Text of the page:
United States-led sanctions on the Gaza Strip have thus far played into the hands of Hamas, earning it more sympathy among radicalized and disillusioned Palestinians.
Because of these mistakes, the Gaza Strip is now swarming with scores of Islamic fundamentalist groups who are leading the Palestinians toward the abyss. If Israel repeats the same mistake and withdraws from any territory unilaterally, Hamas, the Iranians and Al-Qaeda-inspired groups will be sitting also in the suburbs of Jerusalem and on hilltops overlooking Tel Aviv beaches. The last time Abbas received control of an area, in 2005, he ran away, handing it over to Hamas and its allies.
Hamas's rise to power may be attributed to a series of mistakes that were committed by the former US Administration, which insisted on holding a free and democratic election for the Palestinians, ignoring warnings that the Islamist movement could win.
Even worse, the former US Administration allowed Hamas to participate in the election unconditionally. Washington should at least have demanded that Hamas recognize the Oslo Accords and the two-state solution, given the fact that the vote was being held under the umbrella of the peace process.
The US finally did demand something from Hamas, but only after the movement had won the election.
Yet the biggest mistake Washington made was after the election, when it supported the guys who lost the election in their attempts to bring down the Hamas government.
When Israel withdrew from the Gaza Strip in the summer of 2005, there was a lot of talk about turning the area into the Middle East's Hong Kong or Singapore. But five years later, the Gaza Strip has been transformed into a center for radical Islamic groups that are funded by Iran and backed by Syria, Sudan, Hizbullah, Islamic Jihad, Muslim Brotherhood and probably Al-Qaeda-linked terror cells.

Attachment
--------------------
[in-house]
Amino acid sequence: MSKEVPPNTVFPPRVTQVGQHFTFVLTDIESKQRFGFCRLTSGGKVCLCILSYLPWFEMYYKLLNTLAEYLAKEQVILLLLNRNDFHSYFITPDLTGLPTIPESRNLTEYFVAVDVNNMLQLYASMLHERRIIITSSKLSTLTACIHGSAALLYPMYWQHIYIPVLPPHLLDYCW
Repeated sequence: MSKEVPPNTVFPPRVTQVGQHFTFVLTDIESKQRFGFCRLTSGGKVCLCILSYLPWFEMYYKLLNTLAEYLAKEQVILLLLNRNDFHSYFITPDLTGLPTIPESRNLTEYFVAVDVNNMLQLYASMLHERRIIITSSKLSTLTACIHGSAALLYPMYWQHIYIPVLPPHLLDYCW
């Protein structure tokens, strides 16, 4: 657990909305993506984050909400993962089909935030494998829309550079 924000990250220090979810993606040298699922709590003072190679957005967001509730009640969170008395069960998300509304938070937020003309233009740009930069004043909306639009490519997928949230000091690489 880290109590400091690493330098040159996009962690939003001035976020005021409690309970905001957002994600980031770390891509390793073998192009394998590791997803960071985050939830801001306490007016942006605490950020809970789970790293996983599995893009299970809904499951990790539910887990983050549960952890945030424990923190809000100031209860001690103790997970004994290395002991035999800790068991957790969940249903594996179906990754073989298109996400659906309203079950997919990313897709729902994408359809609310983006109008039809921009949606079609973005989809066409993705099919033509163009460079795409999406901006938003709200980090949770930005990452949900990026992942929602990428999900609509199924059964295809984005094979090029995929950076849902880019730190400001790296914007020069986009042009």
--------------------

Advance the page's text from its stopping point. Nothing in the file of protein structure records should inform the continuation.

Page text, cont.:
Back then, everyone - Israelis, Arabs and Europeans - said they would help the 1.3 million Palestinians living there build new housing units, schools, universities, hospitals and industrial zones.
But five years later, the Gaza Strip has been transformed into a center for radical Islamic groups that are funded by Iran and backed by Syria, Sudan, Hizbullah, Islamic Jihad, Muslim Brotherhood and probably Al-Qaeda-linked terror cells.
After Hamas came to power, the Americans started providing Fatah with weapons and money with the hope that the faction would be able to overthrow the Hamas regime. These attempts backfired and strengthened Hamas to a point where it finally managed to drive Abbas's loyalists out of the Gaza Strip.
Israel's unilateral withdrawal sent the wrong message to the Palestinians - namely that the Jews ran away because of the suicide bombings and rockets. Many Palestinians gave Hamas credit for driving Israel out of the Gaza Strip through violence.
This was why it was no surprise that a few months later, in January 2006, Hamas won the parliamentary election held in the West Bank and Gaza Strip.
Both Israel and the Palestinian Authority had warned Washington against holding such elections, to no avail.
Hamas boycotted the first parliamentary election in 1996 because it was being held under the umbrella of the Oslo Accords. The movement was afraid that its participation would be interpreted as recognition of the two-state solution. Ten years later, Hamas ran in the same election - under the umbrella of the Oslo Accords - without having to make any political concessions.
The biggest mistake Israel made was that it refused to coordinate its pullout with anyone and insisted on carrying it out unilaterally. Israel just woke up one morning and left, leaving the entire Gaza Strip in the hands of Mahmoud Abbas and his weak, corruption-riddled Palestinian Authority.
One hopes the U.S. will learn from it's mistakes.